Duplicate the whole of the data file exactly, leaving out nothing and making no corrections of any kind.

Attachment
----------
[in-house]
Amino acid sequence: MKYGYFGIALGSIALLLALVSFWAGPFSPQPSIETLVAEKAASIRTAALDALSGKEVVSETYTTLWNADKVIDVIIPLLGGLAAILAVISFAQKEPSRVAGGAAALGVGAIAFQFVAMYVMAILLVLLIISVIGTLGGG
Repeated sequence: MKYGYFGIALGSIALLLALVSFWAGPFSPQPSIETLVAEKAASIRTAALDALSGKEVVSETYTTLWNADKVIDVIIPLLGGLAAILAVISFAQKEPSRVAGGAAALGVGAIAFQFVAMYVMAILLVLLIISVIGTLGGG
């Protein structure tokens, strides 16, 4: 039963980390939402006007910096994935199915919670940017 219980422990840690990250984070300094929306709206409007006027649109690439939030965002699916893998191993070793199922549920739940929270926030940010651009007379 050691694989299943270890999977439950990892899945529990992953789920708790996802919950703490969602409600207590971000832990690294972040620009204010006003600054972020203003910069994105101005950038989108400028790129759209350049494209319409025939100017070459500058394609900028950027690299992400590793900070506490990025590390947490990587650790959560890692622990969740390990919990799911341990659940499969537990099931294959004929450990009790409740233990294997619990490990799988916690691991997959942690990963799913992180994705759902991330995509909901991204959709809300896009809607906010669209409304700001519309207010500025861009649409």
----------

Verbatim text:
[in-house]
Amino acid sequence: MKYGYFGIALGSIALLLALVSFWAGPFSPQPSIETLVAEKAASIRTAALDALSGKEVVSETYTTLWNADKVIDVIIPLLGGLAAILAVISFAQKEPSRVAGGAAALGVGAIAFQFVAMYVMAILLVLLIISVIGTLGGG
Repeated sequence: MKYGYFGIALGSIALLLALVSFWAGPFSPQPSIETLVAEKAASIRTAALDALSGKEVVSETYTTLWNADKVIDVIIPLLGGLAAILAVISFAQKEPSRVAGGAAALGVGAIAFQFVAMYVMAILLVLLIISVIGTLGGG
């Protein structure tokens, strides 16, 4: 039963980390939402006007910096994935199915919670940017 219980422990840690990250984070300094929306709206409007006027649109690439939030965002699916893998191993070793199922549920739940929270926030940010651009007379 050691694989299943270890999977439950990892899945529990992953789920708790996802919950703490969602409600207590971000832990690294972040620009204010006003600054972020203003910069994105101005950038989108400028790129759209350049494209319409025939100017070459500058394609900028950027690299992400590793900070506490990025590390947490990587650790959560890692622990969740390990919990799911341990659940499969537990099931294959004929450990009790409740233990294997619990490990799988916690691991997959942690990963799913992180994705759902991330995509909901991204959709809300896009809607906010669209409304700001519309207010500025861009649409």